Monday, January 31, 2011

Elected to Holiness (Ephesians 1:4-6)

The fact that God chose His people “before” the foundation of the world means that He chose them in eternity. To say “before” is a rather limiting thought, because eternity is outside of time. God’s electing act, therefore, is eternal and not only predates time but is independent of it. To say before is appropriate, because it is made completely in the context of grace and in Christ and has nothing to do whatsoever with what His people have done, will do or would have done anyway.

God’s people are chosen regardless of any quality or merit. This means that there is no place for pride in being chosen, for God’s people have done nothing to earn that election. At the same time, they have been chosen for something specific—that is to be holy. This means that there is also no room in this doctrine for people who would say that their condition-less election frees them to do however they please. To be chosen is to be set on the path of holiness.

The way of holiness will be further clarified as the letter progresses, but here we see a few clues. Being chosen for holiness is a part of the spiritual blessings Paul is listing, so the role of the Holy Spirit shaping the child of God is a key factor. This is not something the believer achieves alone. The other key to the holy life comes at the end of verse 4 although some interpreters try to link the phrase to what follows it instead of what precedes it: In Love. When Paul is read this emphasis is seen over and over again. It is part of the pattern of his teaching. Rather than look to the law and work to please God, we are to live by the Spirit and in love.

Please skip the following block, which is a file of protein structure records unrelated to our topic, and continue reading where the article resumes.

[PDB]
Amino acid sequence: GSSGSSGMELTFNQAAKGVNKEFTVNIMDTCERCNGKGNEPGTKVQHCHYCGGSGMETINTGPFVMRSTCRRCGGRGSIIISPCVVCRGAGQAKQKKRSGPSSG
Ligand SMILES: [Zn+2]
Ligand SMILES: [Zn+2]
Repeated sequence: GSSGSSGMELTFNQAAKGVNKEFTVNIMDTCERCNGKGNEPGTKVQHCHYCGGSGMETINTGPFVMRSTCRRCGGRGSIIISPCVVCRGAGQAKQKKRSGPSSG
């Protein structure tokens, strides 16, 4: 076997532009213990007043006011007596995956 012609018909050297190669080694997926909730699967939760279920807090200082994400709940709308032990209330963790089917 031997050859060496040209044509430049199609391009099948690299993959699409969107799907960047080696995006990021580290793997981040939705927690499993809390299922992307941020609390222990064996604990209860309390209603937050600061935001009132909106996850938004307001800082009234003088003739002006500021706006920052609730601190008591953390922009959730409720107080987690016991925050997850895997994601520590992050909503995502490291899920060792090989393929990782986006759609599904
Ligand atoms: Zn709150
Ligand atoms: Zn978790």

Friday, January 28, 2011

3D Church (3) The Real Body

(Parts one and two)

As we move past the two dimensional concept we have of the Church, (an eternal reality that exceeds space and time) and go right past the somewhat artificial representation we have created for the depth of field that is the local body, we arrive at the real thing. The Bible is clear that the local church is the grouping the Christ established and a means through which God works in the world. It is the gathering of diverse believers with various abilities and gifting that are more together than they could be on their own. However, one of the reasons our ideas of local church and the reality of the local body don’t quite mesh is that our understanding may be too small.

We naturally attempt to define, limit and classify everything. The local church is no different. As with many Biblical concepts, however, it may be a little bit beyond us; it may be uncomfortably nebulous to our understanding.

Take the examples we have in the Bible, for instance. In Romans, Paul is addressing “the saints” in Rome. We assume or infer that he is addressing the church in Rome. However, we know from the letter itself that that does not mean a church, but rather the portion of the Church that happened to be in Rome. Late in the letter when Paul is greeting people, he singles out “the church that meets at [Priscilla and Aquila’s] house.” There were likely many such churches.

In Ephesians, we see Paul addressing a city or region where he had planted and worked for years. Yet when he addresses his readers, he says that he has “heard about their faith.” Obviously, he is addressing many churches including people he has not met. This is seen when he described his work in Ephesus to the Roman Christians and says that the word had spread fully to the entire region.

It seems that the reality of the local body is that it is a bit more fluid than we would like. Small groups of believers sharing life and impacting their world with the flexibility to adapt grow and multiply at a moment’s notice are likely more in line with what Jesus had in mind than all the brick and mortar, membership roles, and city square property we can store up.

In the thessalonian believers we see a group that was able to impact their entire region in a matter of months! You can guarantee that that process was a lot messier than today’s record keepers would like. One doesn’t just see that type of growth in the Bible, though. Some of the most impressive church explosion occurred in the first 100 years of American history. Once again, it was carried out on the backs of small, poorly organized, house churches.

What real group (or groups) like those do you belong to?

Thursday, January 27, 2011

3D Church (2) The Local Imitation